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Dying on her own terms

"Whose body is this?" With those four words Sue Rodriguez single-handedly catapulted the right-to-die debate onto the public stage. After being diagnosed with the terminal disease ALS in 1991, Rodriguez took her fight all the way to the highest court in the land. She failed to get euthanasia and assisted suicide legalized in Canada. But Rodriguez's battle and her death in 1994 forced a crucial debate on this controversial topic.

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For Sue Rodriguez, small tasks such as putting on makeup are quickly becoming monumental chores, as shown in this CBC Television report. After coming to terms with the fact that ALS will reduce her to a drooling, paralysed shell of her former self, Sue Rodriguez decides to kill herself while life is still good; while she can still hug her son. But after making that personal decision, Rodriguez runs into a legal roadblock.

Assisted suicide and euthanasia are against the law in Canada. Under Section 241(b) of Canada's Criminal Code, anyone who aids a person in committing suicide can be jailed for up to 14 years. Suicide, by contrast, is legal. But since Rodriguez would be physically incapable of killing herself due to the nature of her disease, she would need assistance, thereby breaking the law.

Rodriguez feels she has a right to die with the help of a doctor at a time of her choosing. But she doesn't want to break the law. Determined to see her decision through, Rodriguez considers going to California. As shown in this TV report, the state of California is in the midst of voting on Proposition 161, a controversial bill seeking to legalize assisted suicide. When Proposition 161 is voted down, Rodriguez focuses on taking her fight before the B.C. Supreme Court.

Rodriguez will argue that section 241(b) of Canada's Criminal code violates her rights guaranteed under the Canadian Charter of Rights and Freedoms. She will argue that she has the constitutional right to control her body.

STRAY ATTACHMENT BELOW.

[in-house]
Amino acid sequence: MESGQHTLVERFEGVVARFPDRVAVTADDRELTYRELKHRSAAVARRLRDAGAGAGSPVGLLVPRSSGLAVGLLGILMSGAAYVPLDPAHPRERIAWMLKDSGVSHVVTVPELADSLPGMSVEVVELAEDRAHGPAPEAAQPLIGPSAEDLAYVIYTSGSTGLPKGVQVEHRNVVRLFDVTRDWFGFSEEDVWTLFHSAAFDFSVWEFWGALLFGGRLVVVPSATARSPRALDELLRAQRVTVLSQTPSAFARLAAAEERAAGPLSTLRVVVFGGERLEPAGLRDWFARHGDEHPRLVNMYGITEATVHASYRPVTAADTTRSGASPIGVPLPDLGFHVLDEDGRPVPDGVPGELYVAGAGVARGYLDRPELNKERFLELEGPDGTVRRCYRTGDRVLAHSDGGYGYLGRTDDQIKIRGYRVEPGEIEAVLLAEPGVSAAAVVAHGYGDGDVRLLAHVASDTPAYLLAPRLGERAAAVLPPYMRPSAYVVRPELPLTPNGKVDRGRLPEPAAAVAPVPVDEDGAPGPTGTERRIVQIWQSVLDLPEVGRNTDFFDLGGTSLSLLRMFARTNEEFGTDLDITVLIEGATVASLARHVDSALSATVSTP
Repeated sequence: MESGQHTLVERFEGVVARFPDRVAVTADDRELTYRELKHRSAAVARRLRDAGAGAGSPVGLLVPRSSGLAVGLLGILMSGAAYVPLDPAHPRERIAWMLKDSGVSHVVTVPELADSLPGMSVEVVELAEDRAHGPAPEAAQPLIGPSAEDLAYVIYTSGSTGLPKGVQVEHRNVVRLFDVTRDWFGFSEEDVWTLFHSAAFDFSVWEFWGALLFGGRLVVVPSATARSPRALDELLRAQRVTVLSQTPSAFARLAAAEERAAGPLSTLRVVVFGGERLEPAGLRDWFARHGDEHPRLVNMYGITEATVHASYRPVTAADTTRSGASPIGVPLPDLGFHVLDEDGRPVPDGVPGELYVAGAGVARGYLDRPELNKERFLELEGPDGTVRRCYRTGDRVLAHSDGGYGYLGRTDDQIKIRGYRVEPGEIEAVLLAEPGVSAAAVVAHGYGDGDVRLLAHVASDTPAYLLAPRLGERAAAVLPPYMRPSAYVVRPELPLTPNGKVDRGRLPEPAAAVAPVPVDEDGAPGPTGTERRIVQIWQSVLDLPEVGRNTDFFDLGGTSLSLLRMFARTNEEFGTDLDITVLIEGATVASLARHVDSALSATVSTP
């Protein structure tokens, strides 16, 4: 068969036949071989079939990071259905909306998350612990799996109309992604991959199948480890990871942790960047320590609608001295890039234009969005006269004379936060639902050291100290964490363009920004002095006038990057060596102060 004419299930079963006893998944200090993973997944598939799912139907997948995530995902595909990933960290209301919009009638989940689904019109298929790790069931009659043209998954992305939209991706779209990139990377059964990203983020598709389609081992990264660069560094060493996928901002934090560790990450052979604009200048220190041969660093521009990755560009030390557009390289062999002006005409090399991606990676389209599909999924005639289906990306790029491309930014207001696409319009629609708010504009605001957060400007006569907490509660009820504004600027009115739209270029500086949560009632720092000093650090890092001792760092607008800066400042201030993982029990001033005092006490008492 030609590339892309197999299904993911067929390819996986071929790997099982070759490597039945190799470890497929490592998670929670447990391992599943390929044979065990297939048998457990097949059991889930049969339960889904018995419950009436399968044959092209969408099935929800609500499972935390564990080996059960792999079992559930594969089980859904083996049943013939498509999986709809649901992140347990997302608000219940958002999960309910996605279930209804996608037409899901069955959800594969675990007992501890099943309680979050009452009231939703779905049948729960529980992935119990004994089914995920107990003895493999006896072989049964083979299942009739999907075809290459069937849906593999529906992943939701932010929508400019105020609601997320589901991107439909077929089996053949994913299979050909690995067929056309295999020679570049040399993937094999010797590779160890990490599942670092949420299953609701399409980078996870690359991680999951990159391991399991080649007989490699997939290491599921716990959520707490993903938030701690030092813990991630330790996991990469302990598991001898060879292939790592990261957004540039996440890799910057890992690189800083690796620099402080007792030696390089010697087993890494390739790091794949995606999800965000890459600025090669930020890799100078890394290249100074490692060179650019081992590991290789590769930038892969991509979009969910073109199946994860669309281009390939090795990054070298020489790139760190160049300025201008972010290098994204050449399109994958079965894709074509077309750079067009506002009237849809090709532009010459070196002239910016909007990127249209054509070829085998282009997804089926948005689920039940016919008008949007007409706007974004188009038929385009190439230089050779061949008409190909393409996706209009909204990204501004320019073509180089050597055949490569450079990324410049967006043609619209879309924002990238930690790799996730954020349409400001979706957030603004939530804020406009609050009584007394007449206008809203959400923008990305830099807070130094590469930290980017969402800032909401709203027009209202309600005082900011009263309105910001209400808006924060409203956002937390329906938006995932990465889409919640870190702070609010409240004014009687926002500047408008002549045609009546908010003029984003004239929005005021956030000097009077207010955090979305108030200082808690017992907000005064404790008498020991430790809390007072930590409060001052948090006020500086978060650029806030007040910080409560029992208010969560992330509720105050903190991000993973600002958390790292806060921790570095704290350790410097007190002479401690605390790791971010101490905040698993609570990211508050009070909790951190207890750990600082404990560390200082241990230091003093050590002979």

. Euthanasia and assisted suicide are defined as deliberate actions taken to end or assist in ending the life of another person on compassionate grounds. The distinction lies in how the actual death occurs. Euthanasia is when the action of a third party intentionally causes the death of a patient such as through the administration of a lethal injection.

. Assisted suicide is when a third party provides the means necessary but the actual act causing death is carried out by the patient herself. For example if the patient pushes a button to trigger a lethal dose of drugs prepared by another, assisted suicide has occurred.

. In December 1995, Mary Jane Fogarty of Nova Scotia became the first person in Canada convicted of helping a friend commit suicide. She received a suspended sentence of three years of probation and 300 hours of community service.

. In June 1996, Dr. Maurice Genereux became the first doctor in Canada convicted of assisted suicide. He was charged with helping an AIDS patient in Toronto end his life. He was sentenced to two years less a day. He was also stripped of his licence to practice medicine.

. Rodriguez later said in her book Uncommon Will that her decision to commit suicide was made without fuss, hesitation or moral argument. She said that her physicality was a huge part of her identity: "If I cannot move my own body I have no life."
Medium: Television
Program: Prime Time News
Broadcast Date: Nov. 9, 1992
Guest(s): Chris Considine, John Hofsess, Sue Rodriguez
Reporter: Jerry Thompson
Duration: 14:04

Last updated: January 31, 2012

Page consulted on September 10, 2014

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